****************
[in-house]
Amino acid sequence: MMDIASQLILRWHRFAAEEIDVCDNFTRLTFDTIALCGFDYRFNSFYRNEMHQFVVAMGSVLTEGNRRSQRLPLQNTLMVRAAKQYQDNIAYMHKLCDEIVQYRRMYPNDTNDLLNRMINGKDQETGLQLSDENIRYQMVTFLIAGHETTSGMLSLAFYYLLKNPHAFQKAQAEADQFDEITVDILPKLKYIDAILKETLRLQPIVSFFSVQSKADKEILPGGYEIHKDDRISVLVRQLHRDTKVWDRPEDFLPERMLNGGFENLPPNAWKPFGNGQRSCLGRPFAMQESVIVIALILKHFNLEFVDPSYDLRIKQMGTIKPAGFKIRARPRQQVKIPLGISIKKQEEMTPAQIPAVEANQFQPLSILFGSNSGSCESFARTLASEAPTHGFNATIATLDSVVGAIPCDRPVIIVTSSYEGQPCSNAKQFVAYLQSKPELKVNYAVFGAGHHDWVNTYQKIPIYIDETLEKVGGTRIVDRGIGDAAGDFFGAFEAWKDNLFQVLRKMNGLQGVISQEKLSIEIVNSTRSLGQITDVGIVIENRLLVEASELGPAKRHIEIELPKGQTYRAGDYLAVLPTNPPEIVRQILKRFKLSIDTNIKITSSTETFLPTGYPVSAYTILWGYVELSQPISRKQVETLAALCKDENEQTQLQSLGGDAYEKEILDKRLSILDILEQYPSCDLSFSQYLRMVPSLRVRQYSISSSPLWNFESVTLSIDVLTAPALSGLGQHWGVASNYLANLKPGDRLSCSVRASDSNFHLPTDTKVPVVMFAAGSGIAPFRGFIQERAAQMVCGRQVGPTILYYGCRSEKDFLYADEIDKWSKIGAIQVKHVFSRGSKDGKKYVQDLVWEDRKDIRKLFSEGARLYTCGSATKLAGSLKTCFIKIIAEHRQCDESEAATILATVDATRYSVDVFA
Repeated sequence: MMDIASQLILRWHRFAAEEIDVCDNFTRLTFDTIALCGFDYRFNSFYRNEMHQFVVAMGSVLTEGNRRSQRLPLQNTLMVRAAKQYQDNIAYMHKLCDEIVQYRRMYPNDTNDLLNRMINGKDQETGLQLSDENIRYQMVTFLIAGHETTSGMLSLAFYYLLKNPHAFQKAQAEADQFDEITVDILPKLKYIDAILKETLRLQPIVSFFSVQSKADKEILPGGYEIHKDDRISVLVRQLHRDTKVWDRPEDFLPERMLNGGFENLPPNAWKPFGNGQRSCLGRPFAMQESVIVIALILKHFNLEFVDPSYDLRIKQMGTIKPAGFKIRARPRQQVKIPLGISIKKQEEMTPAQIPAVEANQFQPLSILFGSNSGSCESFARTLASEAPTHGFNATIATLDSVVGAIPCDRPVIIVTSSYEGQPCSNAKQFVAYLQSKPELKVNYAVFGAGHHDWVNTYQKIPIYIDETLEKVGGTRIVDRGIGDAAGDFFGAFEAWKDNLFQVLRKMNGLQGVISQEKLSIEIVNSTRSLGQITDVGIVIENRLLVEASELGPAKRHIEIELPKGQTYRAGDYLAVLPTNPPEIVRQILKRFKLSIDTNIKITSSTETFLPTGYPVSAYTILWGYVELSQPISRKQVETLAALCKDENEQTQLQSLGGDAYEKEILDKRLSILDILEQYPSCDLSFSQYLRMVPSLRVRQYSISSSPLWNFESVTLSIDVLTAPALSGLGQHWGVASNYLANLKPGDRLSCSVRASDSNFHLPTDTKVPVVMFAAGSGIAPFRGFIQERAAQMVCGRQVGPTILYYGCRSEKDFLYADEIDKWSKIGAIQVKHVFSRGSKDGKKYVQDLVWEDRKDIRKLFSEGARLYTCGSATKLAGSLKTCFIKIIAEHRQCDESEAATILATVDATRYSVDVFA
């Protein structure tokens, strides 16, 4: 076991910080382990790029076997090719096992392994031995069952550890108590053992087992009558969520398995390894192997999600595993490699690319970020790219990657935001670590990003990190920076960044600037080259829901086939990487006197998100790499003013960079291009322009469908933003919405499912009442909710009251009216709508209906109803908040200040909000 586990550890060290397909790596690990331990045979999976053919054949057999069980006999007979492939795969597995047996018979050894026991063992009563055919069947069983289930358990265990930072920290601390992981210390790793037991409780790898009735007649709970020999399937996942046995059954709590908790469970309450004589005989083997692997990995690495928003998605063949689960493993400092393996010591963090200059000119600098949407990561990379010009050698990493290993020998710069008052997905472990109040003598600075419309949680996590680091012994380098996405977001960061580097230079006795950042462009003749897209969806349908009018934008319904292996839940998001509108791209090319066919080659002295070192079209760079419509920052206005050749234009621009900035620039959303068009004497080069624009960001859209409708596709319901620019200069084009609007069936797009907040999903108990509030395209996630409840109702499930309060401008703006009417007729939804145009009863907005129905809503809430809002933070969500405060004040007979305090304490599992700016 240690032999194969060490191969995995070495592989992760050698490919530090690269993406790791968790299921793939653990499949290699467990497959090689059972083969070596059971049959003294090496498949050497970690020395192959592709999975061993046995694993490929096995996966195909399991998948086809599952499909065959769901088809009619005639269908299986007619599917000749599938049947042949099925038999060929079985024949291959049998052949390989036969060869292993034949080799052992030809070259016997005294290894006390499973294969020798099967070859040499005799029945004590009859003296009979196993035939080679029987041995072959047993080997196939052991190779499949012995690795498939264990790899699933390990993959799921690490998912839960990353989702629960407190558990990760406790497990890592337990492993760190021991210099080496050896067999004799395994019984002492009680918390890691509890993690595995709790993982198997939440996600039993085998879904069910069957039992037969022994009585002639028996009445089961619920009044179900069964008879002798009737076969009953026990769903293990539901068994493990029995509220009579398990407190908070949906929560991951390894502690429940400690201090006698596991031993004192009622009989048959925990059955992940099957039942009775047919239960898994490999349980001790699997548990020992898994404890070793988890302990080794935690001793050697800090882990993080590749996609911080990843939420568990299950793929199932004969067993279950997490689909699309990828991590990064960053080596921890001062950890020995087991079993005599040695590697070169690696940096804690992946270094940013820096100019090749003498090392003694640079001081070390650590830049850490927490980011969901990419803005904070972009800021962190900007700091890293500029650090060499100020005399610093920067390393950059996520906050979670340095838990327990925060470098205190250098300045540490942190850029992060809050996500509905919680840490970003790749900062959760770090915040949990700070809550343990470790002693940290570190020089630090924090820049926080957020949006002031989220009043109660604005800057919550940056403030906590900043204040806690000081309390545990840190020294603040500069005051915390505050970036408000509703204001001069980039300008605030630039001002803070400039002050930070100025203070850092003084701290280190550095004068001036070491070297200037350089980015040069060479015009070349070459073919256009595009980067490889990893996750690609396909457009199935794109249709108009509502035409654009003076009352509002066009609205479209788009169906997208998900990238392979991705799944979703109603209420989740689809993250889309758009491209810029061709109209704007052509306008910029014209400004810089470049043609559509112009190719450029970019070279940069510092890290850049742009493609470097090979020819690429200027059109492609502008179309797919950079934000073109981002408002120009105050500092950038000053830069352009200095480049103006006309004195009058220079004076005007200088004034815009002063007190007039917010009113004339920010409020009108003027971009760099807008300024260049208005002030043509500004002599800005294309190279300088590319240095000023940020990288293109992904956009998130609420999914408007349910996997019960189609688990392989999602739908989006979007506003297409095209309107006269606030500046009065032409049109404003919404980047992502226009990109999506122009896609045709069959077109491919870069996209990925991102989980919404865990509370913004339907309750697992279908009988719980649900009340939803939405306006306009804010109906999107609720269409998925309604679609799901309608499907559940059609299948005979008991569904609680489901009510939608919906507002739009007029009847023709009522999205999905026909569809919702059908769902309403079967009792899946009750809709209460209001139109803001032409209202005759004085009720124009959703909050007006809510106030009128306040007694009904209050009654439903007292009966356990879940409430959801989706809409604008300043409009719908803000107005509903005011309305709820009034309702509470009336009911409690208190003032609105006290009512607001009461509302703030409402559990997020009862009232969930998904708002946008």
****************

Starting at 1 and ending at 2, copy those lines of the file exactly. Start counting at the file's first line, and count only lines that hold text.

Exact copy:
[in-house]
Amino acid sequence: MMDIASQLILRWHRFAAEEIDVCDNFTRLTFDTIALCGFDYRFNSFYRNEMHQFVVAMGSVLTEGNRRSQRLPLQNTLMVRAAKQYQDNIAYMHKLCDEIVQYRRMYPNDTNDLLNRMINGKDQETGLQLSDENIRYQMVTFLIAGHETTSGMLSLAFYYLLKNPHAFQKAQAEADQFDEITVDILPKLKYIDAILKETLRLQPIVSFFSVQSKADKEILPGGYEIHKDDRISVLVRQLHRDTKVWDRPEDFLPERMLNGGFENLPPNAWKPFGNGQRSCLGRPFAMQESVIVIALILKHFNLEFVDPSYDLRIKQMGTIKPAGFKIRARPRQQVKIPLGISIKKQEEMTPAQIPAVEANQFQPLSILFGSNSGSCESFARTLASEAPTHGFNATIATLDSVVGAIPCDRPVIIVTSSYEGQPCSNAKQFVAYLQSKPELKVNYAVFGAGHHDWVNTYQKIPIYIDETLEKVGGTRIVDRGIGDAAGDFFGAFEAWKDNLFQVLRKMNGLQGVISQEKLSIEIVNSTRSLGQITDVGIVIENRLLVEASELGPAKRHIEIELPKGQTYRAGDYLAVLPTNPPEIVRQILKRFKLSIDTNIKITSSTETFLPTGYPVSAYTILWGYVELSQPISRKQVETLAALCKDENEQTQLQSLGGDAYEKEILDKRLSILDILEQYPSCDLSFSQYLRMVPSLRVRQYSISSSPLWNFESVTLSIDVLTAPALSGLGQHWGVASNYLANLKPGDRLSCSVRASDSNFHLPTDTKVPVVMFAAGSGIAPFRGFIQERAAQMVCGRQVGPTILYYGCRSEKDFLYADEIDKWSKIGAIQVKHVFSRGSKDGKKYVQDLVWEDRKDIRKLFSEGARLYTCGSATKLAGSLKTCFIKIIAEHRQCDESEAATILATVDATRYSVDVFA